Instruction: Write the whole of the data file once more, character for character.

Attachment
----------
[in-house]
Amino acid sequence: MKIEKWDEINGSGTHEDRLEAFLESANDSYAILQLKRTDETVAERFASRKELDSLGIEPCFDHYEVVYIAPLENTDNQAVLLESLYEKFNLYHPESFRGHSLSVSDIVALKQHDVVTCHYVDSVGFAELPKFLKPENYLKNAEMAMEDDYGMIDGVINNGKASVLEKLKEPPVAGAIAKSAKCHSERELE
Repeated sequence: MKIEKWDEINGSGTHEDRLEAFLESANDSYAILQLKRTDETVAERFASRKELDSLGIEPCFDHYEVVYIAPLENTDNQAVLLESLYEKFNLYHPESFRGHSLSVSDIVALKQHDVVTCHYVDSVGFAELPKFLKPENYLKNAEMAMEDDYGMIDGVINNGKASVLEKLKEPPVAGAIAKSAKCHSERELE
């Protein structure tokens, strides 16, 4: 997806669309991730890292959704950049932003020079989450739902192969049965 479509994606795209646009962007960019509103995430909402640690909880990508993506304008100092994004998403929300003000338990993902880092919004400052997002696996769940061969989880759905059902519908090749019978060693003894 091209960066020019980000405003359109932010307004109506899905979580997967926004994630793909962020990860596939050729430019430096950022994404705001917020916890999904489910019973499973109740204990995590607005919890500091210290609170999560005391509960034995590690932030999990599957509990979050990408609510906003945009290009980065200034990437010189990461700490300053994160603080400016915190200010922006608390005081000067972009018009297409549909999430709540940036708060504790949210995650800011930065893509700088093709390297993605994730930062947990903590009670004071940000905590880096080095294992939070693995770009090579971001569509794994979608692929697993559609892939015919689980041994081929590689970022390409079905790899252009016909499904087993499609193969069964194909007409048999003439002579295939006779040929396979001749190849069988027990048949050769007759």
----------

[in-house]
Amino acid sequence: MKIEKWDEINGSGTHEDRLEAFLESANDSYAILQLKRTDETVAERFASRKELDSLGIEPCFDHYEVVYIAPLENTDNQAVLLESLYEKFNLYHPESFRGHSLSVSDIVALKQHDVVTCHYVDSVGFAELPKFLKPENYLKNAEMAMEDDYGMIDGVINNGKASVLEKLKEPPVAGAIAKSAKCHSERELE
Repeated sequence: MKIEKWDEINGSGTHEDRLEAFLESANDSYAILQLKRTDETVAERFASRKELDSLGIEPCFDHYEVVYIAPLENTDNQAVLLESLYEKFNLYHPESFRGHSLSVSDIVALKQHDVVTCHYVDSVGFAELPKFLKPENYLKNAEMAMEDDYGMIDGVINNGKASVLEKLKEPPVAGAIAKSAKCHSERELE
């Protein structure tokens, strides 16, 4: 997806669309991730890292959704950049932003020079989450739902192969049965 479509994606795209646009962007960019509103995430909402640690909880990508993506304008100092994004998403929300003000338990993902880092919004400052997002696996769940061969989880759905059902519908090749019978060693003894 091209960066020019980000405003359109932010307004109506899905979580997967926004994630793909962020990860596939050729430019430096950022994404705001917020916890999904489910019973499973109740204990995590607005919890500091210290609170999560005391509960034995590690932030999990599957509990979050990408609510906003945009290009980065200034990437010189990461700490300053994160603080400016915190200010922006608390005081000067972009018009297409549909999430709540940036708060504790949210995650800011930065893509700088093709390297993605994730930062947990903590009670004071940000905590880096080095294992939070693995770009090579971001569509794994979608692929697993559609892939015919689980041994081929590689970022390409079905790899252009016909499904087993499609193969069964194909007409048999003439002579295939006779040929396979001749190849069988027990048949050769007759």